Kenyans prefer phone cash transfers

June 8, 2010

, NAIROBI, Kenya Jun 8 – More than half of Kenyan mobile phone users think mobile cash transfer services will soon replace the need for banks, a new survey has shown.

The Global Telecoms Insights 2010 survey cites convenience and ease of use as the main reasons why mobile cash transfer services have become popular with subscribers.

TNS International Global Director for Rapid Growth & Emerging Markets James Fergusson says this is most evident in rural areas where the population is quick to adopt and use technology to uplift their economic status.

“Access to financial services helps people look after their money and grow their wealth because if it is in your pocket you are most likely to spend it on unnecessary things,” Mr Fergusson said.

The survey is not too far off the mark given the rise of mobile money transfer since Safaricom launched the globally acclaimed M-PESA in 2007.

Originally developed as a money transfer tool, the service has grown to become an alternative payments channel that now enables payments to utility companies and micro-finance providers.

“We are now hearing of people paying for their dowry via M-PESA,” Safaricom CEO Michael Joseph once remarked.

In its three years, M-PESA has transferred close to Sh405 billion matching up well against conventional banks. It has managed to get nine million active subscribers, which can be compared, to 8.4 million bank accounts.

The potential of mobile money transfer has also seen Zain Kenya announce plans to spend Sh350 million this year to upgrade its Zap infrastructure.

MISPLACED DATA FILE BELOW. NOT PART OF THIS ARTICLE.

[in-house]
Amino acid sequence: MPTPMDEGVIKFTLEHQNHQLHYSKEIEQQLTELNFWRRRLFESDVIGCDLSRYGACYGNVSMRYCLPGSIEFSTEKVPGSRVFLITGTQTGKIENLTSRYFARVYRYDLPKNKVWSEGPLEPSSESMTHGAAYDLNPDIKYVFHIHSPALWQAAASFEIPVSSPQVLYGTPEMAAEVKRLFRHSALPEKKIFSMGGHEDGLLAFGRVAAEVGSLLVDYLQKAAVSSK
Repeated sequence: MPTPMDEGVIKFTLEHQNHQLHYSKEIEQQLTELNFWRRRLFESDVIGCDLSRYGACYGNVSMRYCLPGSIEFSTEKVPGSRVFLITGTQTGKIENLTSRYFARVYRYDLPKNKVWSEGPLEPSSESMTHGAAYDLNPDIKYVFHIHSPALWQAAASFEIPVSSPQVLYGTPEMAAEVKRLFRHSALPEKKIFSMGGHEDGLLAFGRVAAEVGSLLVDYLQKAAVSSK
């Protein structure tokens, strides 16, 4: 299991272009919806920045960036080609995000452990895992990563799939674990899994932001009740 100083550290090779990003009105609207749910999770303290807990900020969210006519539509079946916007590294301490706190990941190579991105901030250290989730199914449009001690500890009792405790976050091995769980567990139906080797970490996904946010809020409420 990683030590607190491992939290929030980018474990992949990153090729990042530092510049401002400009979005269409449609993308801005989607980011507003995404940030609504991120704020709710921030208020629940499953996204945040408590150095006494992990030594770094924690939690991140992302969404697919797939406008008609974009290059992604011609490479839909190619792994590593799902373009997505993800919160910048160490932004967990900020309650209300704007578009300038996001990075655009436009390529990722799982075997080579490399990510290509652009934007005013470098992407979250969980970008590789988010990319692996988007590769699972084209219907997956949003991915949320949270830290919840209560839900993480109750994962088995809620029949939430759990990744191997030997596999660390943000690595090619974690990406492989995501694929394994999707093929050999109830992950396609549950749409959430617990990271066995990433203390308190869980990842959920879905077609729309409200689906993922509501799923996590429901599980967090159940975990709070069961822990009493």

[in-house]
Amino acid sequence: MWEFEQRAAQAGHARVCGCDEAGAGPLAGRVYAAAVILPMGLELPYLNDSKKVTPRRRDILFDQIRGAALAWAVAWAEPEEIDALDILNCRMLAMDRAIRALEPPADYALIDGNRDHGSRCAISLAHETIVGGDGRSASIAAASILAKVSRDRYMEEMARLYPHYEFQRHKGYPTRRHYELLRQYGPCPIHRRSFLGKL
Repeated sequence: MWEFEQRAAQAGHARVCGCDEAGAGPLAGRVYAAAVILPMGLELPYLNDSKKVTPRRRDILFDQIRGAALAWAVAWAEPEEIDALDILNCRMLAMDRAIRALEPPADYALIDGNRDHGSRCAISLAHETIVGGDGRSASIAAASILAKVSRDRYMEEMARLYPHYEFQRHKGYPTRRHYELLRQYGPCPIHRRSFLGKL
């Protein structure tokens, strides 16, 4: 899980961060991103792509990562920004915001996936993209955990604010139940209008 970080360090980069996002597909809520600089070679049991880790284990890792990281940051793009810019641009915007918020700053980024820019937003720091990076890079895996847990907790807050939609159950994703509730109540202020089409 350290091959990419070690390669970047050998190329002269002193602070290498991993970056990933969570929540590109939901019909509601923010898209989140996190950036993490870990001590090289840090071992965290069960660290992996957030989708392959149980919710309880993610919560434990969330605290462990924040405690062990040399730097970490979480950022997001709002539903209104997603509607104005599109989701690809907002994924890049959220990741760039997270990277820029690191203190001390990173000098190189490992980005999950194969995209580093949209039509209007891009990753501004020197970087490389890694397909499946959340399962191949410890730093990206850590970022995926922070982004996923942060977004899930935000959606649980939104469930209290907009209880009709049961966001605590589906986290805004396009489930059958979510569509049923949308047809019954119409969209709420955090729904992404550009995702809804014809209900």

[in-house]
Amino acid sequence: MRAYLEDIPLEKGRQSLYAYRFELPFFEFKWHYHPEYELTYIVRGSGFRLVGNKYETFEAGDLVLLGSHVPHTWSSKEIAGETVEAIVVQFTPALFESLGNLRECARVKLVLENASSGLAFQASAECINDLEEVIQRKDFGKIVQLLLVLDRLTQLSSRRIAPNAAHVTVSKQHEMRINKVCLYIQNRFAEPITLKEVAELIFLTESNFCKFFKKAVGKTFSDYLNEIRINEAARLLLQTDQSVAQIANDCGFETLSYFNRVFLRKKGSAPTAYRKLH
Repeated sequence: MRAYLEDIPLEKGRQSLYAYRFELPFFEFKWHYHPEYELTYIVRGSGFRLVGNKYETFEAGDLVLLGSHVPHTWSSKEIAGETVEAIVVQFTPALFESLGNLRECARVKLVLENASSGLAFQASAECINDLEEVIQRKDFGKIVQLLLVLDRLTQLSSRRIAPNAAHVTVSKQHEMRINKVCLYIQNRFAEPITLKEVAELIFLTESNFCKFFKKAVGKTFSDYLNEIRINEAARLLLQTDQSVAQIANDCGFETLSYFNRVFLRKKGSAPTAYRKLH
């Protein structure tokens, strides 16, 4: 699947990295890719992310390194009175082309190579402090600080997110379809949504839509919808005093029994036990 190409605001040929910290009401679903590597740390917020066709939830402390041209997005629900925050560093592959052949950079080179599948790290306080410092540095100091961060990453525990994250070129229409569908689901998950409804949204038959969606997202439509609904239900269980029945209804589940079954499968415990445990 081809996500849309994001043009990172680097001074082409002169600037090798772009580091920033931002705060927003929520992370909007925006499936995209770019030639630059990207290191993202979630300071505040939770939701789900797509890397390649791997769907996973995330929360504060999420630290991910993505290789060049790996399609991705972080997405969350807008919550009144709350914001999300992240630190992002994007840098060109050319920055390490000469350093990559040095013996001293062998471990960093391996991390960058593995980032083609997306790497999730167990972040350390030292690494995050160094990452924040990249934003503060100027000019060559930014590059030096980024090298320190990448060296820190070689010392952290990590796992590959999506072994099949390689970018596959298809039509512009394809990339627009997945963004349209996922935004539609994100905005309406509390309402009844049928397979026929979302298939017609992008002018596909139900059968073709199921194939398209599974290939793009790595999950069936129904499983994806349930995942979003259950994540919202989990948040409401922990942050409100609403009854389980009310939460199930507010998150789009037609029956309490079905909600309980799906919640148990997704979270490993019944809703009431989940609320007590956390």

“The advantage Kenya has with money transfer systems is that the people are already in the mind frame of using the mobile device as a banking tool,” Mr Fergusson said.

He said the demand for financial services is now forcing banks to become innovative in an effort of tapping into the potential of mobile money transfer.

In the last one month, two banks have formed partnerships with Safaricom and its M-PESA service allowing customers to deposit money into their accounts, access salary advances and at the same time facilitate real time deposits from M-PESA directly to an account.

Dr Moses Ochieng, an analyst with Financial Sector Deepening Kenya, said this was an important step for consumers as it now gives them an opportunity to have their money earn interest as opposed to sitting idle with a mobile operator.

“These new partnerships are vital because the users can now ear interest through this new banking system,” Dr Ochieng said.

He said the new partnership between banks and mobile operators would also play an important role in fast tracking agency banking, as banks will look to use agents to deliver financial services.

“The hidden wealth in Africa is the shopkeeper. If agent-banking picks up the possibilities in financial services are limitless,” he said.


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